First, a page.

Notable

She Knows the Ropes

MANDIE RAU-DUNHAM IS A REAL-LIFE COWGIRL; fourth generation, in fact. She also has a career she adores, a family she loves even more, eight horses and a very big pickup truck and horse trailer.

According to Mandie, she was a cowgirl from the moment she was born. “I was riding horses when I was in my mom’s belly,” she says with a smile. Her mother Connie was an accomplished barrel racer who often competed in the Tucson Rodeo. “These days mom enjoys the cowgirl life by taking folks on pack trips on her mules.”

Life as a rodeo kid guaranteed Mandie had a full schedule, a lot of horse-related chores and many great friends. She went “pro” in 1986 at the age of five and regularly rodeoed as a member of the Arizona Junior Rodeo Association.

Growing up in her rodeo family also offered some convenient perks. When Mandie was a youngster she helped her grandparents, Curley and Joyce Clark, produce rodeos for the Law Enforcement Rodeo Association (LERA). She also became a regular at Clark’s Arena, her grandparents’ popular roping venue in Marana. She fit right in and participated in area rodeos, and also helped her grandparents at LERA events with scoring and secretarial duties.

When Mandie attended Marana High School, she was an active member of high school rodeo her freshman year. Then she took a break from that activity and joined the volleyball, basketball and softball teams. Much like other dedicated athletes, she “loved the diversity” of experiencing other sports. She remained a member of all three teams until she graduated in 1997. Next stop was Yavapai College and Pima Community College, where rodeo became her primary sport again.

Two years later, Mandie pivoted to a new goal: becoming the Tucson Rodeo Queen. Earning this title had everything to do with horsemanship and the ability to communicate the history and importance of the Tucson Rodeo. Mandie nailed the horsemanship competition and was first in impromptu speech and modeling. The judges easily declared her the 1999 Tucson Rodeo Queen, and she proudly represented La Fiesta de los Vaqueros at other Arizona rodeos, as well as various events and schools.

Her next big move was in 2002 when she enrolled at the University of Arizona, where she competed as a member of the UA rodeo team. Academics, however, were her priority, and she earned a degree in Equine Science and soon after was offered a position at the UA Campus Agricultural Center on Campbell Avenue. “An important part of my duties there had to do with keeping livestock safe and secure,” she explains. Recently she was reassigned to the UA main campus, where she now works as a veterinary technician/research specialist.

Mandie Rau-Dunham leads the flag team at the Tucson Rodeo. Photo by Jennifer Vimmerstedt.
Mandie Rau-Dunham leads the flag team at the Tucson Rodeo. Photo by Jennifer Vimmerstedt.

Home for the Dunham family is a five-acre ranch in Avra Valley. Husband Chip and 11-year-old daughter Jacie share the chores and embrace the day-to-day realities. “Horses are a lifestyle for sure,” says Mandie with a grin. The property also accommodates the family’s eight horses, four chickens, three dogs and occasional four-legged guests. During the school year, Mandie and her family welcome horses and livestock owned by the University of Arizona’s rodeo team members. “She opens up her home to let us practice with her any time we need to,” says Sarah Nelson, a member of the UA rodeo team. Mandie is the team’s assistant adviser and chief cheerleader.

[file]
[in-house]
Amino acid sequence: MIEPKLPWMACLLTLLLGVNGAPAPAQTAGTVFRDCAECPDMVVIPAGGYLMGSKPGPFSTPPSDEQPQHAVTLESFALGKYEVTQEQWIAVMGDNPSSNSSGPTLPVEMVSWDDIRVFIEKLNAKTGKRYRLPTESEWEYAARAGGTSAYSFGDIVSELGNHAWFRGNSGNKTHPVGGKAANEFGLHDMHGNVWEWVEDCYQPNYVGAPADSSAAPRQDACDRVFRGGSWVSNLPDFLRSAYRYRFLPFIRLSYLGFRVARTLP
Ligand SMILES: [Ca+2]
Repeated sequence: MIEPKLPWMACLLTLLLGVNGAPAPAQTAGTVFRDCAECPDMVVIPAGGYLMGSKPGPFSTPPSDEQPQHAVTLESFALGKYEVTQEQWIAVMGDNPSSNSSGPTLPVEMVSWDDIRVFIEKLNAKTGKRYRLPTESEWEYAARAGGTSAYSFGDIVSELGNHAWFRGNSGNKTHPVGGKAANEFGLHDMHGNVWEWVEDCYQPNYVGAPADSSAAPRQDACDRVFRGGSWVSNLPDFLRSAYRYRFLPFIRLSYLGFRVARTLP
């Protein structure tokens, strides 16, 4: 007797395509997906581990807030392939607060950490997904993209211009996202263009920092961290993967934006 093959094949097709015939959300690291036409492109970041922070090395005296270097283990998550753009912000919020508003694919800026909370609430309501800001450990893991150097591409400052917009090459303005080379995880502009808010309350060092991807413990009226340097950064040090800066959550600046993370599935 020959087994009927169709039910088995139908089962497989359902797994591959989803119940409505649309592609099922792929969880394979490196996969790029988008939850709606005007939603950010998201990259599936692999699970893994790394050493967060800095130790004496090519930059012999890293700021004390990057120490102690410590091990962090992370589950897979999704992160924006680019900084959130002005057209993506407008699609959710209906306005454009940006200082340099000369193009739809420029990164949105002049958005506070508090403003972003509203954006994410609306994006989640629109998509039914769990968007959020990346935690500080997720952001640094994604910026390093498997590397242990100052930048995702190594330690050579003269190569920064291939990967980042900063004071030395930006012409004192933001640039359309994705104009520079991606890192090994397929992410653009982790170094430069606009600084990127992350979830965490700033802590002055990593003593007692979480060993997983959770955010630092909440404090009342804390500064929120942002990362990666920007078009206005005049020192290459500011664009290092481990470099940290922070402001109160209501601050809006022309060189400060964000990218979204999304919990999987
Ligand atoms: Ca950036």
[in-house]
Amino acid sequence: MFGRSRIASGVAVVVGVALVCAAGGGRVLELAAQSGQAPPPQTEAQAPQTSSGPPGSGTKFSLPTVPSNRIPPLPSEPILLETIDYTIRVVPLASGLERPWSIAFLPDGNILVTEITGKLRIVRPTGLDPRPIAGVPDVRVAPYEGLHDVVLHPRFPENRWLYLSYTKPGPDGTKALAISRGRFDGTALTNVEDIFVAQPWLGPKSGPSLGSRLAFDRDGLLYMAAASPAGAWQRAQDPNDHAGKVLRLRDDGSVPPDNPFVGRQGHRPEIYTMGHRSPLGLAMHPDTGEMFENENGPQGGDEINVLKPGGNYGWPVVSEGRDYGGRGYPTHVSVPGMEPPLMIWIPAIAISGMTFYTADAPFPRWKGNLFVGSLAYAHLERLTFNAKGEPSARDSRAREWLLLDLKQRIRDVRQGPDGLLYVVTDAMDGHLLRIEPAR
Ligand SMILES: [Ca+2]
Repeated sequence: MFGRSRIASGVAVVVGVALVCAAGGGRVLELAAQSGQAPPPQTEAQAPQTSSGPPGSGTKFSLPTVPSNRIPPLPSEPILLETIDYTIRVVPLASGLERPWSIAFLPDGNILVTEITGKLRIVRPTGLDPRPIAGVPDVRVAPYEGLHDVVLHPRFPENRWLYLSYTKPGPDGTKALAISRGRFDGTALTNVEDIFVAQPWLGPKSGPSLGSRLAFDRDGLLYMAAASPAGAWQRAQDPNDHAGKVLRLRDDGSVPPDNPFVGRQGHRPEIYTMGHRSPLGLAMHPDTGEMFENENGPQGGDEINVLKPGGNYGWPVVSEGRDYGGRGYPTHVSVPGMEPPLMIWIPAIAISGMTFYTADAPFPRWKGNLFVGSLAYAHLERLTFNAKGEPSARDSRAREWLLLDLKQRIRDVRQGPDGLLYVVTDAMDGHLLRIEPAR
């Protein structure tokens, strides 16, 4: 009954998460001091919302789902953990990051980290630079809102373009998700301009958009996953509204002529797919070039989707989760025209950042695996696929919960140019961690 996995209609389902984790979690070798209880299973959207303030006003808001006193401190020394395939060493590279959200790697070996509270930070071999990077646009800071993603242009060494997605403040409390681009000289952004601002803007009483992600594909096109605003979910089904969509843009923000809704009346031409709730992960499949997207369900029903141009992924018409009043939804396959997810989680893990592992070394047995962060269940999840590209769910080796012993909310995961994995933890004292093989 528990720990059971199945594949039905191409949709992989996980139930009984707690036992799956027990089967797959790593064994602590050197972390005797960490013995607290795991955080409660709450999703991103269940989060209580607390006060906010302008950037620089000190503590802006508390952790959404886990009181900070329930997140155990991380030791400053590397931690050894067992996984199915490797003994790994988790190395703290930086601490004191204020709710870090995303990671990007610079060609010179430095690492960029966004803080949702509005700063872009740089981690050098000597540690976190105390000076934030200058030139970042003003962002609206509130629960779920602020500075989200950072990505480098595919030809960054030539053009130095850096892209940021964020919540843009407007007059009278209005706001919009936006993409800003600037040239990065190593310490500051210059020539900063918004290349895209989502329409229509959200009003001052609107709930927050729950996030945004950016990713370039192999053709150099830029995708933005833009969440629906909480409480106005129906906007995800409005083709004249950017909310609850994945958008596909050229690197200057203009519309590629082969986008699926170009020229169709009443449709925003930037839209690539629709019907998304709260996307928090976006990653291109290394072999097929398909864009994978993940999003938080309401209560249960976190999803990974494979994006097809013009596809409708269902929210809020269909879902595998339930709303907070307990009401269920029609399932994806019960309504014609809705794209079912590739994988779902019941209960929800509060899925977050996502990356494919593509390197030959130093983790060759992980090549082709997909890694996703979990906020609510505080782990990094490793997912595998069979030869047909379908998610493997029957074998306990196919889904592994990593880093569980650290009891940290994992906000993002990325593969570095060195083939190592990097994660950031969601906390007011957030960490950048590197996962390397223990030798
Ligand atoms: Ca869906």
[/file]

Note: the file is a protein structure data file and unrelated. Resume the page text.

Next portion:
Like generations of cowgirls that came before her, Mandie’s daughter Jacie is blossoming as a barrel racer and roper. She competes in events sponsored by a local barrel-racing club and, of course, mom is her idol and mentor. Mandie also is the club’s director and helps coach other young members, as well. “I’m really involved in keeping kids active,” she adds.

High on the list of her achievements are her continued contributions to the Tucson Rodeo. She is a genuine star at the annual event, especially with the young girls in the stands who love horses and dream of being just like her.

Tucson Rodeo’s general manager Gary Williams sums up Mandie’s contributions to the annual La Fiesta de los Vaqueros best. “For more than 20 years Mandie has played an integral role in creating the high level of production value we strive for at the Tucson Rodeo. From our opening ceremonies, through sponsor flag presentations, to our winner’s circle runs, to our closing ceremonies led by Mandie and her daughter Jacie, we can always count on her for a big smile to the crowd and an inner toughness to do her job regardless of the circumstances. Mandie’s a cowboy — that’s the highest compliment I can give anyone.” — Joan Liess

The 94th annual La Fiesta de los Vaqueros, Tucson Rodeo is Feb. 16-24. Visit TucsonRodeo.com for information.

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